Blogging Bayport Alameda

July 2, 2021

“Preempted and unenforceable”

Filed under: Alameda — Tags: — Lauren Do @ 6:02 am

Tuesday’s City Council meeting is shaping up to be a doozy of a meeting but, on the plus side, it is starting at 5:00 PM so hopefully they will get through items which were continued at the last City Council meeting. Specifically (1) the issue of adopting a mental health response to issues which have previous fallen under the police department and (2) Trish Spencer and Tony Daysog’s Call for Review of the HAB decision which would pave the way for the Wellness Center project to proceed.

But the big thing for Tuesday night will be the issue of the Housing Element because, as I pointed out in a previous post, the deadline for appealing the RHNA allocation is quickly approaching and this is the last public meeting to take the vote on whether to appeal Alameda’s RHNA allocation. Staff placed a very helpful bullet point list as to the likelihood that Alameda would be successful in getting a reduction in its RHNA allocation. Essentially they say it’s probably not going to happen but it seems like staff all over the Bay Area have said the exact same thing to its councils and yet there is a fair number of people willing to expend the money and staff time to just try.

Here are the highlights as to why Alameda is probably not special enough to get a reduction:

The City would have to substantively demonstrate why Alameda’s transportation and infrastructure constraints are worse than the transportation and infrastructure constraints in Oakland, San Francisco, Berkeley, San Leandro, and other neighboring cities.  The ABAG methodology is based on the findings that almost every city in the Bay Area is struggling with transportation and infrastructure constraints.

The City would be required to demonstrate why Alameda’s seismic hazards are worse than those in the neighboring cities. The Hayward Fault runs through the cities of Oakland, Berkeley, El Cerrito, and San Leandro.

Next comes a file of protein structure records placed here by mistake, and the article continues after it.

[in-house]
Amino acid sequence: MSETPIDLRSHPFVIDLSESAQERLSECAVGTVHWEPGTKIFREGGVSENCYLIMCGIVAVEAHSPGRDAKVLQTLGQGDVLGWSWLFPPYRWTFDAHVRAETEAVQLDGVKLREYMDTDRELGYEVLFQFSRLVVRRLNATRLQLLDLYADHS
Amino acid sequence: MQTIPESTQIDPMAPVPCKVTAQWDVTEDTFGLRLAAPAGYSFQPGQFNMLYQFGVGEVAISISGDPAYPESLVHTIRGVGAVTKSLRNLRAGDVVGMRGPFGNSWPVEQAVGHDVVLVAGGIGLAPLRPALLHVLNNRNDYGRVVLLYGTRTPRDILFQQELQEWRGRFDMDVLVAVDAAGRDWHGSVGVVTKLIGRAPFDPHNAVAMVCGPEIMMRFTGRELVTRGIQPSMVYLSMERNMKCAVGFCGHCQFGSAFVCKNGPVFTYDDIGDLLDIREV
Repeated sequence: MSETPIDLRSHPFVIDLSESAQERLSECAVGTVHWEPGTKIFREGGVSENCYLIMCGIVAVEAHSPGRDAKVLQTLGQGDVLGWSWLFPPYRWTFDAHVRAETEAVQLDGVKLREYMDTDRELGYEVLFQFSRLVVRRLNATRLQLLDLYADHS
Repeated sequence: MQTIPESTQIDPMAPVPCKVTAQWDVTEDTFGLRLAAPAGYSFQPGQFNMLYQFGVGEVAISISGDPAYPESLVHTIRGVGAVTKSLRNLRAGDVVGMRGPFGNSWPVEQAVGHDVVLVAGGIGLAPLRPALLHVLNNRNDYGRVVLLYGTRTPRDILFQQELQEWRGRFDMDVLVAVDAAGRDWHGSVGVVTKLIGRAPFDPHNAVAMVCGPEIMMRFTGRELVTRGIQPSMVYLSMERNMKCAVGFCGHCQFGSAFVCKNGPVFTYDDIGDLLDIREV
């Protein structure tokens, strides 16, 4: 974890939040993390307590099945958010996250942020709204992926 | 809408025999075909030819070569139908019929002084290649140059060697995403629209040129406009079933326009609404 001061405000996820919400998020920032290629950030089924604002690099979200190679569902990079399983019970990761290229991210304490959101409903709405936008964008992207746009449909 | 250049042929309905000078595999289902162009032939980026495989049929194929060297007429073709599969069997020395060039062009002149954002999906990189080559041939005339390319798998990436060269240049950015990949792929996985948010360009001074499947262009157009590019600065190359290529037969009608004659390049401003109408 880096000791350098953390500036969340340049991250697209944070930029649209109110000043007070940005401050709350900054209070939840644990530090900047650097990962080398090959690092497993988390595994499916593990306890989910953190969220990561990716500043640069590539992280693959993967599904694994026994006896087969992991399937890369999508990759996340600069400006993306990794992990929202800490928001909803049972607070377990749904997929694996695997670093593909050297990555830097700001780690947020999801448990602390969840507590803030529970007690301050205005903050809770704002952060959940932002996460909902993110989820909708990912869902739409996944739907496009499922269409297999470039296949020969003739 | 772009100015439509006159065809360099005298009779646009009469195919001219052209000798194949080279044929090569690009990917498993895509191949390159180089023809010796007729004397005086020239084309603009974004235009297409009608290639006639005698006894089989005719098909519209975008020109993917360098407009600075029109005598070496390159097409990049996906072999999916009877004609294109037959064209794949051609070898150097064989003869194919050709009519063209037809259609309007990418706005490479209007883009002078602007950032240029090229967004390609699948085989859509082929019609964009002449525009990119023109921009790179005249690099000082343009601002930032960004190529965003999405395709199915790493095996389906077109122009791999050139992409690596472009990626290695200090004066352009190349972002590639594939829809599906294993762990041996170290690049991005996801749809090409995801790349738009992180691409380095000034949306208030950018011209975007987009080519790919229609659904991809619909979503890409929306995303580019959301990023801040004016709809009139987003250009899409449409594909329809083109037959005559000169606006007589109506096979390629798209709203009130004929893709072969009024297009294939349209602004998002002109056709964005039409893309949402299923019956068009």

The staff report does note that even though new development must mitigate for sea level rise, it is the one area that Alameda may be able to base our appeal.

I think I’ve written about this before but it may be the first time that staff has put this information out plainly in a staff report for the “put it all at Alameda Point people”:

Development of housing at Alameda Point is limited by a cap established by the U.S. Navy (the “Navy Cap”).  The Navy Cap on housing was a precondition of the transfer of the land to the City. The Navy Cap limits the number of market rate homes to 1,506.  Every market rate unit constructed after the 1,506th unit must pay a financial penalty to the Navy of over $100,000 per unit, which serves a financial limit on the number of units that can be constructed.  It is not financially feasible for the private sector to pay the Navy a $100,000 penalty fee for every unit.  Under State Housing Law, the Housing Element cannot promise to provide housing on sites that are not economically feasible to develop. [emphasis added]

Also, staff has left in the proposed resolution this language even though the Planning Board voted to recommend a much more neutered version of this resolution:

NOW, THEREFORE, BE IT RESOLVED, that the City of Alameda City Council finds City Charter Article 26 is in direct conflict with State housing law and is preempted and unenforceable in these circumstances. More specifically, Article 26 of the City Charter is preempted by Government Code Sections 65583.2(c), (h), and (i) and Section 65583(c)(1) which require the City to allow multi-family housing, and Government Code Section 65583.2(c)(3) which requires the City to allow at least 30 du/acre to meet its RHNA; and

So anticipate Trish Spencer and Tony Daysog to start up a discussion around “partial preemption” echoing the talking points of AAPS and ACT.

Should be a eventful meeting all around, I would not recommend missing this.

2 Comments »

  1. Do you know why the Navy’s penalty for building market rate housing over the 1,506 cap has went up? I’ve seen it listed as $50k, $75k, and $100k.

    Comment by Andrew Phillips — July 2, 2021 @ 9:14 am

    • I think the cost of the per unit penalty rises based on CPI.

      Comment by Lauren Do — July 2, 2021 @ 9:19 am


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